¶ “WattTime Brings Automatic Emissions Reduction To EV Drivers” • Nonprofit WattTime has automated emissions reduction algorithms that will permit utilities and electricity consumers, including EV drivers, to reduce emissions by shifting flexible power usage to avoid periods when the grid is relying on high emissions sources. [CleanTechnica]

At work (Credit: WattTime)

¶ “ReVision Energy Merger Expands Its Reach In NH And Vermont” • ReVision Energy announced that it plans to merge with Energy Emporium of Enfield, NH. The merger positions ReVision Energy, which completed a number of solar projects in the Upper Valley in New Hampshire and Vermont, for further growth in the region. [Mainebiz]

¶ “Vineyard Passes Muster With Massachusetts” • The 800-MW Vineyard Wind offshore wind farm off the US east coast has passed the Massachusetts Environmental Policy Act review process, enabling it to proceed with state, regional and local permitting. The review process allowed the company to hear the concerns of stakeholders. [reNEWS]

Block Island wind project (Deepwater Wind image)

¶ “Penn State: Powered By The Sun” • Lightsource BP and Penn State announced development of a 70-MW offsite solar system to support the University’s Strategic Plan, which cites stewardship of the planet’s resources as a key priority. The project will provide 25% of Penn State’s state-wide electricity requirements. [Penn State News]

¶ “Lawmakers Seek Support For Nuclear Bailout Bill” • Two Pennsylvania representatives circulated co-sponsorship memos asking their colleagues to join them in supporting forthcoming legislation to amend Pennsylvania’s Alternative Energy Portfolio Standard so it will include nuclear energy as an alternative source. [StateImpact Pennsylvania]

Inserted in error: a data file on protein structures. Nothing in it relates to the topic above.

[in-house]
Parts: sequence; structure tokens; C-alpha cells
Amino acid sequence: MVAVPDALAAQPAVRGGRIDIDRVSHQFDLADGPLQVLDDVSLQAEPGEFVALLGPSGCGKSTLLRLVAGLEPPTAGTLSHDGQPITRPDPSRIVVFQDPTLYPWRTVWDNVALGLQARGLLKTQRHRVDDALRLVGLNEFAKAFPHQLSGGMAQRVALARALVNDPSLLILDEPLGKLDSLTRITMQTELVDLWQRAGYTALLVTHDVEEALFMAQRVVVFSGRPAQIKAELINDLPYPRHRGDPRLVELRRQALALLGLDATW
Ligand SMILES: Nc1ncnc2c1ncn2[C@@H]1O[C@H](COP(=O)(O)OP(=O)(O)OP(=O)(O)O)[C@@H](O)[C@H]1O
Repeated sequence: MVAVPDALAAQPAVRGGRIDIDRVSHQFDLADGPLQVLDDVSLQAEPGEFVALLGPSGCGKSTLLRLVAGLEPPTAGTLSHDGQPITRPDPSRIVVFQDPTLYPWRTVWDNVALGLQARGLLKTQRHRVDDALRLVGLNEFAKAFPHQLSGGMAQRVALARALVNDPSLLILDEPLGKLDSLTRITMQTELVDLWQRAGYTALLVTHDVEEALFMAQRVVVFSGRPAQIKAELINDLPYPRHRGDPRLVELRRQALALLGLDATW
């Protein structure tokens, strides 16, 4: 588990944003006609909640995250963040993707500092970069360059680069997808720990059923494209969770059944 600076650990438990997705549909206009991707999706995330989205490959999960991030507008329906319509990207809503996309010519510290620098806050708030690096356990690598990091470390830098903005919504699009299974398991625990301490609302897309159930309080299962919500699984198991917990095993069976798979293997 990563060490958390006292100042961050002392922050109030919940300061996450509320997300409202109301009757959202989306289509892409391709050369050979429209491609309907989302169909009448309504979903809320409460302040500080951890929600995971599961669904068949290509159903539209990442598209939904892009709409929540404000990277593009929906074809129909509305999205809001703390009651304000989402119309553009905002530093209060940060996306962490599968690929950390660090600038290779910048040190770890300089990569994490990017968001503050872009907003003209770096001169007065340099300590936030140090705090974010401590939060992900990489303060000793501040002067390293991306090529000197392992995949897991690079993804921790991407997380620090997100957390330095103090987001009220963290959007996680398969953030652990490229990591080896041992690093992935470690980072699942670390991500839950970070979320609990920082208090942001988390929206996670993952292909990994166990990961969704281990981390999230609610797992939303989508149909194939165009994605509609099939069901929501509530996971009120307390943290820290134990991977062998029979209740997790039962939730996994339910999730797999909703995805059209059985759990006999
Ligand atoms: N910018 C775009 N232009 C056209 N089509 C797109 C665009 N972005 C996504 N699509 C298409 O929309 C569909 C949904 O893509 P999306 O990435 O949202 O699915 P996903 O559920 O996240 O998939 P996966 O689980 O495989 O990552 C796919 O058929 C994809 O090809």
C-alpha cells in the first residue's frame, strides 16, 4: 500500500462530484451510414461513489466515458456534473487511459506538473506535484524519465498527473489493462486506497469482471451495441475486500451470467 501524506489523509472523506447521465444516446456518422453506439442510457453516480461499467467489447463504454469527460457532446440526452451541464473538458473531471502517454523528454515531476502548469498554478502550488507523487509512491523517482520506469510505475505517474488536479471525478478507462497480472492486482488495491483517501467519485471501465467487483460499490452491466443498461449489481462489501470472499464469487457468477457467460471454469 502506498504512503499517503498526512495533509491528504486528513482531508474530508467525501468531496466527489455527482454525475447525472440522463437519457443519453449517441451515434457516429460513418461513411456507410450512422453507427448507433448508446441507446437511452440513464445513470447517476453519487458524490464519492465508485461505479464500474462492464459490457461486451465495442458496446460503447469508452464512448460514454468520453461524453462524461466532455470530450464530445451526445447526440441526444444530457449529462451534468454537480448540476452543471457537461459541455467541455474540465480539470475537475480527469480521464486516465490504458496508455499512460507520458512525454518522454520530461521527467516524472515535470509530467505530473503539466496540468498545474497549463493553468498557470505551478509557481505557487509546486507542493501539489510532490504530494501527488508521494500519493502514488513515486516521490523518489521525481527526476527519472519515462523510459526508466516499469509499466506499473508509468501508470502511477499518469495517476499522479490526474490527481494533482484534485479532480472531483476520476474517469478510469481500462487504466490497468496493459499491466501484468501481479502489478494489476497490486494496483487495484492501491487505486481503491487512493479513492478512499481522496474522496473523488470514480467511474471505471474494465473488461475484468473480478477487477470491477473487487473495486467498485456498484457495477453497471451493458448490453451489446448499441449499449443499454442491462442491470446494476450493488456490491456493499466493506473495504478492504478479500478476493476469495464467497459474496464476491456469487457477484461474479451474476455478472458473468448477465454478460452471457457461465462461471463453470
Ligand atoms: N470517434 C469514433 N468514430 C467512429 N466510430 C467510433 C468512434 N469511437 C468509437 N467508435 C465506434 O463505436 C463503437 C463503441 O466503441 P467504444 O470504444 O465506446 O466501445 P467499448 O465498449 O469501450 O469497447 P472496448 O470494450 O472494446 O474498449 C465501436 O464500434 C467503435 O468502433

Three Mile Island

¶ “A Draft Plan From Puerto Rico’s Utility Reveals A Huge Shift Towards Solar Power” • A draft version of the 2019 integrated resource plan from the Puerto Rico Electric Power Authority shows renewable energy is increasingly appealing for the island. The IRP lays out a proposal for Puerto Rico’s electrical grid over the next twenty years. [ThinkProgress]

¶ “A Look Inside Pilgrim Nuclear Power Station Before Its Reactor Goes Quiet” • Pilgrim Nuclear Power Station in Plymouth, Massachusetts, is one of the worst performing power plants in the country. It is scheduled to shut down permanently in four months. For security reasons, only a few people besides employees have been inside. [WCAI]

Have a rollickingly mirthful day.

geoharvey is free and without ads.
Donate with PayPal
geoharvey is not tax-deductible.
Or visit To Help Support George’s Work.
 

Leave a Reply

Fill in your details below or click an icon to log in:

WordPress.com Logo

You are commenting using your WordPress.com account. Log Out /  Change )

Google+ photo

You are commenting using your Google+ account. Log Out /  Change )

Twitter picture

You are commenting using your Twitter account. Log Out /  Change )

Facebook photo

You are commenting using your Facebook account. Log Out /  Change )

Connecting to %s

This site uses Akismet to reduce spam. Learn how your comment data is processed.

%d bloggers like this: